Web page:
Readers share how they are coping

Source: The Record
By Marnie McAllister
April 16, 2020

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Heeding the call of Gov. Andy Beshear and Archbishop Joseph E. Kurtz Kentuckians are, for the most part, doing their civic and moral duty to stay at home during the COVID-19 pandemic.

But how do we do that healthfully, when we are deprived of the things that nourish our hearts? Family parties, Mass, sporting events — they’re all out of reach.

Fortunately, we’re an Easter people — we believe in the resurrection and the promise of new life. That sense of hope is guiding Catholics around the Archdiocese of Louisville through the pandemic.

More than 50 people shared with The Record’s readers how they’re coping, particularly where they find hope. Mary Holder and her husband are dealing directly with the virus. An Assumption senior says she’s found reasons to stay positive. Ursuline Sister Mary Lee Hansen asks us to consider, “What has my hand done for others during this pandemic?”

Read their stories and those of others from around the archdiocese — the voices of children, clergy, religious and parents. Each tells a story of hope and compassion.

Abbie Trowbridge, director of Mission & Pastoral Care, Nazareth Home Clifton
As the Director of Mission and Pastoral Care at Nazareth Home Clifton, the largest part of my job is to support and enhance the spiritual health and wellbeing of our elders, their families and our staff members. All three populations are currently facing unique challenges.

Staff are facing many new challenges at home from making ends meet to finding safe and reliable childcare. There are many added distractions and worries on their minds. The administrative team, along with many outside supporters, have come together to offer encouragement and support from every direction — from delicious catered lunches to beautiful homemade masks.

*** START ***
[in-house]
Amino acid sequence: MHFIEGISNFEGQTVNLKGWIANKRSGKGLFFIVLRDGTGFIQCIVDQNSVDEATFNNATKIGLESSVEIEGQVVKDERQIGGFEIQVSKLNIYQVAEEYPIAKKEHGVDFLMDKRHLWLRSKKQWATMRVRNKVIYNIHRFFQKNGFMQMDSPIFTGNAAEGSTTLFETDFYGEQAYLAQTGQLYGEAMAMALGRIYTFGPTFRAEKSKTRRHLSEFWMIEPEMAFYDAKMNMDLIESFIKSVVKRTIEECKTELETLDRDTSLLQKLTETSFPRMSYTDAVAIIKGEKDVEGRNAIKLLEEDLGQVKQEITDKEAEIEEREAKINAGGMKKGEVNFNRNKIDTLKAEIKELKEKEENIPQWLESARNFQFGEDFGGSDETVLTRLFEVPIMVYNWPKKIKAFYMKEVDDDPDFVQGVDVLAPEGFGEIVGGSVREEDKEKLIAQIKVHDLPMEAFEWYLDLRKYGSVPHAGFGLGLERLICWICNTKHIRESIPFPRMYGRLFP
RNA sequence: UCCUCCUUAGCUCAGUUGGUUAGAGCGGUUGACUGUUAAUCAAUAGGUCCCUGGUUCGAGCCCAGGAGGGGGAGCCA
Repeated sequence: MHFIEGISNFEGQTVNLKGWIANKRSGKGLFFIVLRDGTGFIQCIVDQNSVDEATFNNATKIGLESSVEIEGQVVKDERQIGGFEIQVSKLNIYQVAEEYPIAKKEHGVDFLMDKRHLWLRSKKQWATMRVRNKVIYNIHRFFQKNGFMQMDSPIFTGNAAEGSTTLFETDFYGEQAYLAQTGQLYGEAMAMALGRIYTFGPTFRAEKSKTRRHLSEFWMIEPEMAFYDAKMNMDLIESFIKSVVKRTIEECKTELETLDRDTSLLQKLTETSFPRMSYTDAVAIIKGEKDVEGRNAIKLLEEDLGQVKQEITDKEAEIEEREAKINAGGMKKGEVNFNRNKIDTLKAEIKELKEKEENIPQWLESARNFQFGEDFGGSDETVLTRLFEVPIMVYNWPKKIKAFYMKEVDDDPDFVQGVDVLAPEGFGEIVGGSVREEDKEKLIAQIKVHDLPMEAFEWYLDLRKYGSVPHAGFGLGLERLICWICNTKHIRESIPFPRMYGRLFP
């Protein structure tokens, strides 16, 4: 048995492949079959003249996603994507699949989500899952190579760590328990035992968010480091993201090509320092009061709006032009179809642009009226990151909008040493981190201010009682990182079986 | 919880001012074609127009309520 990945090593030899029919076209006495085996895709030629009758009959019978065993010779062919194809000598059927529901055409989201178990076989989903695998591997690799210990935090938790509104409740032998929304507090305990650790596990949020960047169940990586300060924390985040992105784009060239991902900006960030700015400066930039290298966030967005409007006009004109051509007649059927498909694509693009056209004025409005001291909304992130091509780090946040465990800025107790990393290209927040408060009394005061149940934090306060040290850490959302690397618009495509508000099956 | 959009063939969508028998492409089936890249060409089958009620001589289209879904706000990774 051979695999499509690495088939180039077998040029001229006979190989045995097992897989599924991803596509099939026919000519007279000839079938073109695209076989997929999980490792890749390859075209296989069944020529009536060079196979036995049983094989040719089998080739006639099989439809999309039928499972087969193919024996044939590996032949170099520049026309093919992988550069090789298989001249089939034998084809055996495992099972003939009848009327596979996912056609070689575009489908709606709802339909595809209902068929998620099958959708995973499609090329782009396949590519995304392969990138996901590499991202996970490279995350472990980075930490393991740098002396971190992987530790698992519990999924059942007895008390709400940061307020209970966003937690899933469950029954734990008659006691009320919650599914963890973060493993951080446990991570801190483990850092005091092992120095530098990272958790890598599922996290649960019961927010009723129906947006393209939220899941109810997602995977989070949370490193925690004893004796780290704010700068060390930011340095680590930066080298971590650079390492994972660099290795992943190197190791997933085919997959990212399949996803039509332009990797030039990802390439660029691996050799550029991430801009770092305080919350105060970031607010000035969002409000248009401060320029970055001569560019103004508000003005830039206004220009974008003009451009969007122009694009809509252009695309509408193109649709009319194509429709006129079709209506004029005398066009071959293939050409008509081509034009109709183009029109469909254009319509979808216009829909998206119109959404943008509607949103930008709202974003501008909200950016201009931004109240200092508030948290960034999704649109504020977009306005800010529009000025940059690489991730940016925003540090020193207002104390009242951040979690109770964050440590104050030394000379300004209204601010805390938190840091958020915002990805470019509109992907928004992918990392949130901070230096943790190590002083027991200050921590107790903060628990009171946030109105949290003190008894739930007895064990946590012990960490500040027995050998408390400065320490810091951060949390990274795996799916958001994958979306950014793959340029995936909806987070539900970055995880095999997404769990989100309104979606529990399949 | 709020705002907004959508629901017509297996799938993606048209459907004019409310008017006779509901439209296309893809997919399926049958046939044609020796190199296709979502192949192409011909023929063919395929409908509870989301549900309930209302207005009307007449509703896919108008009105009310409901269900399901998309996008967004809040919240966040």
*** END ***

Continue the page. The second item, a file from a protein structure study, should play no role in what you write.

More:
It is also been a challenging time for our families, but they have been understanding and (most importantly) have followed all of the safety guidelines that we have put in place to keep our elders safe and healthy. Visits with family and friends are a huge part of one’s spiritual wellbeing and so understandably this has been a huge concern for us. We have been orchestrating meet-ups through closed windows and on FaceTime, family reunions with Zoom and we’ve arranged calls from other countries through WhatsApp. This complex ballet of virtual pastoral care has been a labor of love for our entire staff.

But the most striking thing for me has been the strength and resilience of our elders in the face of this pandemic. I am constantly amazed at how they take this all in their stride, lacking any self-pity or upset. I look forward with hope to the day that our elders can worship together again.

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